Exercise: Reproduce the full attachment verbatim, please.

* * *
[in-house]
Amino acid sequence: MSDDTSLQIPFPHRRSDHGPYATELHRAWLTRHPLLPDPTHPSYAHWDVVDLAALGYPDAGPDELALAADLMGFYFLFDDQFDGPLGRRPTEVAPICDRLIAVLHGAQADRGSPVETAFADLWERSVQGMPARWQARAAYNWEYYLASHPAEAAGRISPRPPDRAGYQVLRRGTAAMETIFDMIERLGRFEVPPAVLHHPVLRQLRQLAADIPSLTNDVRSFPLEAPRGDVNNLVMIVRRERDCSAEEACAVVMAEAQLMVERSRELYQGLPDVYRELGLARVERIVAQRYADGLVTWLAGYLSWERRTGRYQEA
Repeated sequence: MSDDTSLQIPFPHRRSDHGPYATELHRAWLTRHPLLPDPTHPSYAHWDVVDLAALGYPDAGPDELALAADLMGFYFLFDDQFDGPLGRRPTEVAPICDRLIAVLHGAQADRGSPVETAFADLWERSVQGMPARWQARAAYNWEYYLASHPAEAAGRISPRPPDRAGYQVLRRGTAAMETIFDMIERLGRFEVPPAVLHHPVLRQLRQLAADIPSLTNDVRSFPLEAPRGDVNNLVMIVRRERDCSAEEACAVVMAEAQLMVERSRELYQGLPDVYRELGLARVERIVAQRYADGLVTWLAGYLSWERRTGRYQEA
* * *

[in-house]
Amino acid sequence: MSDDTSLQIPFPHRRSDHGPYATELHRAWLTRHPLLPDPTHPSYAHWDVVDLAALGYPDAGPDELALAADLMGFYFLFDDQFDGPLGRRPTEVAPICDRLIAVLHGAQADRGSPVETAFADLWERSVQGMPARWQARAAYNWEYYLASHPAEAAGRISPRPPDRAGYQVLRRGTAAMETIFDMIERLGRFEVPPAVLHHPVLRQLRQLAADIPSLTNDVRSFPLEAPRGDVNNLVMIVRRERDCSAEEACAVVMAEAQLMVERSRELYQGLPDVYRELGLARVERIVAQRYADGLVTWLAGYLSWERRTGRYQEA
Repeated sequence: MSDDTSLQIPFPHRRSDHGPYATELHRAWLTRHPLLPDPTHPSYAHWDVVDLAALGYPDAGPDELALAADLMGFYFLFDDQFDGPLGRRPTEVAPICDRLIAVLHGAQADRGSPVETAFADLWERSVQGMPARWQARAAYNWEYYLASHPAEAAGRISPRPPDRAGYQVLRRGTAAMETIFDMIERLGRFEVPPAVLHHPVLRQLRQLAADIPSLTNDVRSFPLEAPRGDVNNLVMIVRRERDCSAEEACAVVMAEAQLMVERSRELYQGLPDVYRELGLARVERIVAQRYADGLVTWLAGYLSWERRTGRYQEA